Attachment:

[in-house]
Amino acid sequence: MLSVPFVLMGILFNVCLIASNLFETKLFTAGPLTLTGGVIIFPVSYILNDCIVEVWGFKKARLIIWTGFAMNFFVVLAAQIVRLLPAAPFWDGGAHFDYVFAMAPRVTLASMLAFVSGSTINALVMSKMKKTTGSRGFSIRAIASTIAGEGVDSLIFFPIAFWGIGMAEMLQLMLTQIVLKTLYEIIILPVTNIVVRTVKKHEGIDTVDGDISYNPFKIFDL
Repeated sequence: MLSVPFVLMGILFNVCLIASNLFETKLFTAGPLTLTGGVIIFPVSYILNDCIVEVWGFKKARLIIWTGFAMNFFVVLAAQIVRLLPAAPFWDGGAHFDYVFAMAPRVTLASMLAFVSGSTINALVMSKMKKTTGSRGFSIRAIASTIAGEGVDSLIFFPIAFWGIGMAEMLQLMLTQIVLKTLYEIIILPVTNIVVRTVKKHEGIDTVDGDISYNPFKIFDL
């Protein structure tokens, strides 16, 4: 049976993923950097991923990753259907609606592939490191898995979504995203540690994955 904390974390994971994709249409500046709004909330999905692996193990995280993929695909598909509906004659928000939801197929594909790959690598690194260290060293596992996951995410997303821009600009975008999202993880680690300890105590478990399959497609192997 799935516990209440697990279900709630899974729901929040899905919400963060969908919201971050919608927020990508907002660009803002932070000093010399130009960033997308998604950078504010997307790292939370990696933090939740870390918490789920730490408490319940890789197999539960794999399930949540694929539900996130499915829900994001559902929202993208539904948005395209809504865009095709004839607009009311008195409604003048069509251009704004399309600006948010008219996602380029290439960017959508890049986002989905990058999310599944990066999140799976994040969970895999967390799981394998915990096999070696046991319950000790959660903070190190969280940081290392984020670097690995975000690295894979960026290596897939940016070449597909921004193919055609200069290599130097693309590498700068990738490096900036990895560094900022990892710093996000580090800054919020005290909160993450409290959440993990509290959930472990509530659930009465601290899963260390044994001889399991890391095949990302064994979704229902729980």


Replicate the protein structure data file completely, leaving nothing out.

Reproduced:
[in-house]
Amino acid sequence: MLSVPFVLMGILFNVCLIASNLFETKLFTAGPLTLTGGVIIFPVSYILNDCIVEVWGFKKARLIIWTGFAMNFFVVLAAQIVRLLPAAPFWDGGAHFDYVFAMAPRVTLASMLAFVSGSTINALVMSKMKKTTGSRGFSIRAIASTIAGEGVDSLIFFPIAFWGIGMAEMLQLMLTQIVLKTLYEIIILPVTNIVVRTVKKHEGIDTVDGDISYNPFKIFDL
Repeated sequence: MLSVPFVLMGILFNVCLIASNLFETKLFTAGPLTLTGGVIIFPVSYILNDCIVEVWGFKKARLIIWTGFAMNFFVVLAAQIVRLLPAAPFWDGGAHFDYVFAMAPRVTLASMLAFVSGSTINALVMSKMKKTTGSRGFSIRAIASTIAGEGVDSLIFFPIAFWGIGMAEMLQLMLTQIVLKTLYEIIILPVTNIVVRTVKKHEGIDTVDGDISYNPFKIFDL
């Protein structure tokens, strides 16, 4: 049976993923950097991923990753259907609606592939490191898995979504995203540690994955 904390974390994971994709249409500046709004909330999905692996193990995280993929695909598909509906004659928000939801197929594909790959690598690194260290060293596992996951995410997303821009600009975008999202993880680690300890105590478990399959497609192997 799935516990209440697990279900709630899974729901929040899905919400963060969908919201971050919608927020990508907002660009803002932070000093010399130009960033997308998604950078504010997307790292939370990696933090939740870390918490789920730490408490319940890789197999539960794999399930949540694929539900996130499915829900994001559902929202993208539904948005395209809504865009095709004839607009009311008195409604003048069509251009704004399309600006948010008219996602380029290439960017959508890049986002989905990058999310599944990066999140799976994040969970895999967390799981394998915990096999070696046991319950000790959660903070190190969280940081290392984020670097690995975000690295894979960026290596897939940016070449597909921004193919055609200069290599130097693309590498700068990738490096900036990895560094900022990892710093996000580090800054919020005290909160993450409290959440993990509290959930472990509530659930009465601290899963260390044994001889399991890391095949990302064994979704229902729980």